Author: Jean Fullerton
We recently presented a webinar on Elder Fraud - A replay of the webinar can be viewed here.
As we get older, we are susceptible to the same scams as younger people, in particular phishing emails trying to get you to click on malicious links that appear to be from familiar companies (UPS, Microsoft, …) or friends. Don’t do it. Contact the company directly, or call your friend to confirm the message before opening a link or a document.
There are other scams that more frequently target older people. One of the worst is a distressed fake phone call from a young relative in trouble and needing money. “I was just arrested for drunk driving and need bail money.” In this case, contact a family member first to confirm the situation, particularly if the caller pleads “Please don’t tell Mom”.
Another scam that affects older people more than young people could have a happy ending. You might get a message that you have an old forgotten account that the caller can recover for you, for a finder’s fee. Actually, there is a national database of abandoned accounts that you can search for free, and claim any account by contacting the state holding the funds. Just go to www.MissingMoney.com. Give it a try for yourself or older relatives – it’s fun.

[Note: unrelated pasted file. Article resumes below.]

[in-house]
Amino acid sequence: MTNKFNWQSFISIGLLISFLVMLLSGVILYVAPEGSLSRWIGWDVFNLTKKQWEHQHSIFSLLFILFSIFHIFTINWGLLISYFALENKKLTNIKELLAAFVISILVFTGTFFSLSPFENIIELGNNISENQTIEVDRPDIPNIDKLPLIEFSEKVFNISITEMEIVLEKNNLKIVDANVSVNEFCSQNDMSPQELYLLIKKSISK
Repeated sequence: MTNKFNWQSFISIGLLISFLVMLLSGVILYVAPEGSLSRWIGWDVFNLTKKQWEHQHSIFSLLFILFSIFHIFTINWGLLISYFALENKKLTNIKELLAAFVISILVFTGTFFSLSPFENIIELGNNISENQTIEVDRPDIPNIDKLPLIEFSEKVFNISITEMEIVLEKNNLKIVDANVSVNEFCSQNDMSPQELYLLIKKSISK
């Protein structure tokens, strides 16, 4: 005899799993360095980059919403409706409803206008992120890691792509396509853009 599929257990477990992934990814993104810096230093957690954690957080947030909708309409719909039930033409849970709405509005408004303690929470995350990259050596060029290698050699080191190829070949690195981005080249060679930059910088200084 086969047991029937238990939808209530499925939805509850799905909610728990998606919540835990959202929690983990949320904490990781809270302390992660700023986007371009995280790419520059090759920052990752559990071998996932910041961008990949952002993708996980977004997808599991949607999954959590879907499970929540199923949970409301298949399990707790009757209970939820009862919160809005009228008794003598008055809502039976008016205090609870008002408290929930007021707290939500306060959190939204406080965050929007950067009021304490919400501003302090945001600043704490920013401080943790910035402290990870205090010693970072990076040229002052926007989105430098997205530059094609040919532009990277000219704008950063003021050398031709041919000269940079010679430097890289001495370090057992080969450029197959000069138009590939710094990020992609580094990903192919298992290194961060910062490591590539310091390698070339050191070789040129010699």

The scam that is becoming a real problem because it is so lucrative is Medicare fraud. The thief steals your Medicare information and submits bogus charges, or worse, pretends to be you and receives expensive medical services that go on your medical history and may adversely affect your own health care. The Justice Department just charged 35 individuals, including 9 doctors, for a scheme that cost Medicare over $2 billion1. The thieves entice someone over 65 to provide their Medicare information to cover ‘free’ testing2, then use that information to submit bogus claims. To protect yourself, only give your Medicare information to your doctors’ office, never carry your Medicare cards unless going to the doctor, and review and shred any Medicare documents.